The University of Arizona

Events & News


DateTuesday, March 4, 2014
Time11:00 am
Concludes12:00 pm
LocationGould-Simpson 906
DetailsPlease join us for coffee and light refreshments at 10:45am in the 9th Floor Atrium.

Faculty Host: David Lowenthal
SpeakerTamara Denning
TitlePhD Candidate
AffiliationUniversity of Washington

Human-Centered Computer Security: Beyond the Desktop

Modern technologies are increasingly capable, interconnected, and used
in diverse aspects of our lives. Securing these devices is critical:
attackers can leverage their properties to perform attacks with novel
or amplified harms. It is critical to approach securing these devices
from a human perspective in addition to a technical perspective in
order to maximize the effectiveness and minimize the repercussions of
deployed security systems. I outline a human-centered approach to
designing security for these new classes of technologies and ground
each step with an example study. First, I use my study on household
robots to demonstrate how the properties and usage scenarios of a
technology translate into particular threats to users and bystanders.
Second, I present how researchers can investigate the characteristics
of an application domain in order to inform the design of better
security systems, using my work with implantable medical devices as an
example. Third, I use my in-situ study investigating the impacts of
augmented reality devices on bystander privacy to illustrate how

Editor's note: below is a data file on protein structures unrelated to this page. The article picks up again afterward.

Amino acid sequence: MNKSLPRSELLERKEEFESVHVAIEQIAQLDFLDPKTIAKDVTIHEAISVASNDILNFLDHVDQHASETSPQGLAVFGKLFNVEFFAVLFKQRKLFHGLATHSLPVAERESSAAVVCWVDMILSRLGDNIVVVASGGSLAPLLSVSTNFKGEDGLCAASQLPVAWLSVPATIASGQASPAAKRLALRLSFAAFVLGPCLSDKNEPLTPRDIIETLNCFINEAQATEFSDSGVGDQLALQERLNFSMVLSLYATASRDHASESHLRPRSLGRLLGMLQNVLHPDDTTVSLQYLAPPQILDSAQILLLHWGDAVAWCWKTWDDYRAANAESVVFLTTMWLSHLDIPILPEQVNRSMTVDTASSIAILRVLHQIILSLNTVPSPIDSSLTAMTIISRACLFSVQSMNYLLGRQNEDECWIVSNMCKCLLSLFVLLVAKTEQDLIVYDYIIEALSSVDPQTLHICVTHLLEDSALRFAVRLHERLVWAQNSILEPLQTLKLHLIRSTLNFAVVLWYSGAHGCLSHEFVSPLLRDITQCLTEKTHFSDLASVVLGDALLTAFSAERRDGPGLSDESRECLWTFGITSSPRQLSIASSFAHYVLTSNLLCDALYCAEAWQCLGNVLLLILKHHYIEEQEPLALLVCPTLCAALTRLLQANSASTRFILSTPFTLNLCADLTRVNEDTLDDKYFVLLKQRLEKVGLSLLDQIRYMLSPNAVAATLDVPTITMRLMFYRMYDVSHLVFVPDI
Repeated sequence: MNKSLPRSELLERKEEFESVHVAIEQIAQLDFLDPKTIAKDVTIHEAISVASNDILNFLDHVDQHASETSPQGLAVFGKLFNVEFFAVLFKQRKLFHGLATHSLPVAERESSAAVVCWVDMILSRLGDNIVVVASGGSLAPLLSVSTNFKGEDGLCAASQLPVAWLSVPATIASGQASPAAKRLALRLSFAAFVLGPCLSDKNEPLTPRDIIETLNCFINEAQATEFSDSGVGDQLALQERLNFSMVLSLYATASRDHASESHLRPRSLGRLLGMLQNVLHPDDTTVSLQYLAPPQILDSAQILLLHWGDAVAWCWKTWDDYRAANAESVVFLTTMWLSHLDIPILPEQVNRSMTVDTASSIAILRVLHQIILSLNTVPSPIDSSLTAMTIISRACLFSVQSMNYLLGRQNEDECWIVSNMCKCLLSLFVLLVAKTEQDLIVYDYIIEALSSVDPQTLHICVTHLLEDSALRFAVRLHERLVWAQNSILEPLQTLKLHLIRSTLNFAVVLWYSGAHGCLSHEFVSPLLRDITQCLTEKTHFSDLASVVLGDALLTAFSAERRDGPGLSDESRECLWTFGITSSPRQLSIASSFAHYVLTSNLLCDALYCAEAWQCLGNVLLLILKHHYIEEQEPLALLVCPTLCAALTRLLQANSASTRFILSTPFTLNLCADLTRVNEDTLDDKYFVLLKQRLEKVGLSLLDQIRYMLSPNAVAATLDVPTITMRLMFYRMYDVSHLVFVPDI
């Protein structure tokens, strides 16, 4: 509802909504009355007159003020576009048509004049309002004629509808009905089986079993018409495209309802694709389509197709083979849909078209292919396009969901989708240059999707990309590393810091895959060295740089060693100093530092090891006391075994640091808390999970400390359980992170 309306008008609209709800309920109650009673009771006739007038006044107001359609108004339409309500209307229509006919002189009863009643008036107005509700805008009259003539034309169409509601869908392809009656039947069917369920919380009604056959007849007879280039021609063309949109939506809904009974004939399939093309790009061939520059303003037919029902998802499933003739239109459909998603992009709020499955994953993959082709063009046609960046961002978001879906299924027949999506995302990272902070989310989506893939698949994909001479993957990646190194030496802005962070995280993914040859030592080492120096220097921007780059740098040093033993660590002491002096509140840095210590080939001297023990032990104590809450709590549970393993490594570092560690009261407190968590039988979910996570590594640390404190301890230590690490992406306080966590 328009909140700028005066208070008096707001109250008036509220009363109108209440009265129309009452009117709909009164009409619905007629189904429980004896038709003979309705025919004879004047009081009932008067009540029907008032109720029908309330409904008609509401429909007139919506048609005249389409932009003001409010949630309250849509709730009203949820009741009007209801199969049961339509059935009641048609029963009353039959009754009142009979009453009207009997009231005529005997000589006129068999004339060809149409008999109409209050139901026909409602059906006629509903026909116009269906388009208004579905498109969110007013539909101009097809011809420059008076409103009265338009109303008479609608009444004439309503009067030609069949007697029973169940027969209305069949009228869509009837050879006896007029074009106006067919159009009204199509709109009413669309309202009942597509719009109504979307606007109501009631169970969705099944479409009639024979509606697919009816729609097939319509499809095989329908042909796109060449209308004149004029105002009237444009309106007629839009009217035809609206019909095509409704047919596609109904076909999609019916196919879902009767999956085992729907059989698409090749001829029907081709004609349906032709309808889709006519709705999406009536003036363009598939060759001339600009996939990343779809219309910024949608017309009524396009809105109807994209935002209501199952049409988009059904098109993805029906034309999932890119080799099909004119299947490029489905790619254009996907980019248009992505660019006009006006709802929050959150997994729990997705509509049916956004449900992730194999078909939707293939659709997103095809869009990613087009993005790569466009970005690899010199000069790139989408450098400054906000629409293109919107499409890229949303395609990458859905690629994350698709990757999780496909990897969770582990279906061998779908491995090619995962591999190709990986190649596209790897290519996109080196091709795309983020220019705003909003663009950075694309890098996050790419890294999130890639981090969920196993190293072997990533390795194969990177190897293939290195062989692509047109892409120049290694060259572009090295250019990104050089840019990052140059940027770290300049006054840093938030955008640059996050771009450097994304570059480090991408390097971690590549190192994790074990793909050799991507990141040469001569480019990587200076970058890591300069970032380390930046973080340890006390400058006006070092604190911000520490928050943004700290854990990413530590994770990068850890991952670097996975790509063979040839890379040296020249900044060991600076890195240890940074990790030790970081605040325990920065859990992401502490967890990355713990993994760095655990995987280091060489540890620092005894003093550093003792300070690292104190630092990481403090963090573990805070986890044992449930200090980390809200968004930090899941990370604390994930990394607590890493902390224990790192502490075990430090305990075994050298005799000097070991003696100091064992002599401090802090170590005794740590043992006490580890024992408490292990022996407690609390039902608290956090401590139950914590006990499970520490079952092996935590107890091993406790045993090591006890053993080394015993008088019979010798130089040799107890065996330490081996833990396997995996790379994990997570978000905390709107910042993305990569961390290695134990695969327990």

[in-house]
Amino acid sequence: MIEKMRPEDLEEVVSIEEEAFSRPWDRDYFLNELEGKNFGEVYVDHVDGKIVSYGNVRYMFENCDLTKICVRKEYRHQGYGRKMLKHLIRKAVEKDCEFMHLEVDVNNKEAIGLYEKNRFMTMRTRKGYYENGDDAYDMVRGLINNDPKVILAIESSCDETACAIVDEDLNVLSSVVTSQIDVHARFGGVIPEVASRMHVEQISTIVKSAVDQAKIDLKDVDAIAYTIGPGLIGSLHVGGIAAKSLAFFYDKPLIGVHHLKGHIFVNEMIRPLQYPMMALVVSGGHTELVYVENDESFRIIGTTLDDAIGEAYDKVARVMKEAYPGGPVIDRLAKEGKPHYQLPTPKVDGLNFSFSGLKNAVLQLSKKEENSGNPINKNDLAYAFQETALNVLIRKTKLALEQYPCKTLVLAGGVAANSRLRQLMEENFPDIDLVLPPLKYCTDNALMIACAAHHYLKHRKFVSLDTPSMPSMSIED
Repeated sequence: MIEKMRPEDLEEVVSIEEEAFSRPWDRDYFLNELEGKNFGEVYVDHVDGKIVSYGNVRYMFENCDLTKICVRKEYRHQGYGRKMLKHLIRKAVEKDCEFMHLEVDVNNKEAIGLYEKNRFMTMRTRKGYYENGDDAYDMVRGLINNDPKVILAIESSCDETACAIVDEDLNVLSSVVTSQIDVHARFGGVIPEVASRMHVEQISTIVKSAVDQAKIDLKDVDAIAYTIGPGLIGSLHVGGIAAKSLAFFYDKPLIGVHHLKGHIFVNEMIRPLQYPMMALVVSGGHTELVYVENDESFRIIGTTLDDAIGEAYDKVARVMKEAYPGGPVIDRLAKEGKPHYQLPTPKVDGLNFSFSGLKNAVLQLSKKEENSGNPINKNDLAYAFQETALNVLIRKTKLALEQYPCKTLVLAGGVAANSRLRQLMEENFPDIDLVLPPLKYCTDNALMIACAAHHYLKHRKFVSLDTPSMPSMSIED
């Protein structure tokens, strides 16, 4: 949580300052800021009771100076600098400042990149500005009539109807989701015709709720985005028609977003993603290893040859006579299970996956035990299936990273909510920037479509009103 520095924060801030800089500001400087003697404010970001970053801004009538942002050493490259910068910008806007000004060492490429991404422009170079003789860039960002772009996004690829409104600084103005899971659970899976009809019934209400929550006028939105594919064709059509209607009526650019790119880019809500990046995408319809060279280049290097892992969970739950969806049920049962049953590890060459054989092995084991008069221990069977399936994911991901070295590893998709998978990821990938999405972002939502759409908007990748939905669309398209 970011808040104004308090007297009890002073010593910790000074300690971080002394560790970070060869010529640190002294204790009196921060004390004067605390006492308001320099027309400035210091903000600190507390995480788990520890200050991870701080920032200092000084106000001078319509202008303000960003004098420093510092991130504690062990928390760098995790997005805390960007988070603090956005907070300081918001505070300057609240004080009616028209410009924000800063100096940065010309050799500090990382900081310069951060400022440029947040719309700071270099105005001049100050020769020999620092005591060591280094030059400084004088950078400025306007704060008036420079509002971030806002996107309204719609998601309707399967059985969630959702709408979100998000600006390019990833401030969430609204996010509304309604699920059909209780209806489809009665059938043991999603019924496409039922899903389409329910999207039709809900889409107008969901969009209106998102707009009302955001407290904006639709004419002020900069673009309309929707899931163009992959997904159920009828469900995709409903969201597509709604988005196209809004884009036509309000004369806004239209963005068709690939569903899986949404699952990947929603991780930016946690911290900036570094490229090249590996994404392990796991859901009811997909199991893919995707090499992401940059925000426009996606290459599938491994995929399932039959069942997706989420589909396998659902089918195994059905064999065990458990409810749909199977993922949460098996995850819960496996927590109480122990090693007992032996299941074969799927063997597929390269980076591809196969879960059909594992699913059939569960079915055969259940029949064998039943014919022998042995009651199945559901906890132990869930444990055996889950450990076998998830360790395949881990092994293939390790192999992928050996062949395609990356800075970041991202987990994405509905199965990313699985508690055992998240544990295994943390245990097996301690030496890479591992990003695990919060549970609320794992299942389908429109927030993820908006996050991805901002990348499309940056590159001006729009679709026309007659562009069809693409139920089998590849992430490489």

researchers can obtain data on the risks associated with a technology.
I conclude my talk with a call for the development of more toolkits to
bootstrap the security process, and present one such toolkit: the
Security Cards, a physical deck of brainstorming cards that I
developed to help computer science students, technologists, and
researchers explore the threats that might be posed by a technology


Tamara Denning is a senior PhD student at the University of Washington
working with Tadayoshi Kohno in the Security and Privacy Research Lab.
She received her B.S. in Computer Science from the University of
California, San Diego in 2007. Tamara's interests are in the human
aspects of computer security and privacy, with a focus on emerging
technologies. Past areas of work include security for implantable
medical devices, the security of consumer technologies in the home,
security and privacy issues surrounding augmented reality, and
security toolkits for awareness and education. Tamara's work is
published in both HCI and computer security venues, and has been
covered by new outlets such as CNN, MSNBC, NY Times, and Wired.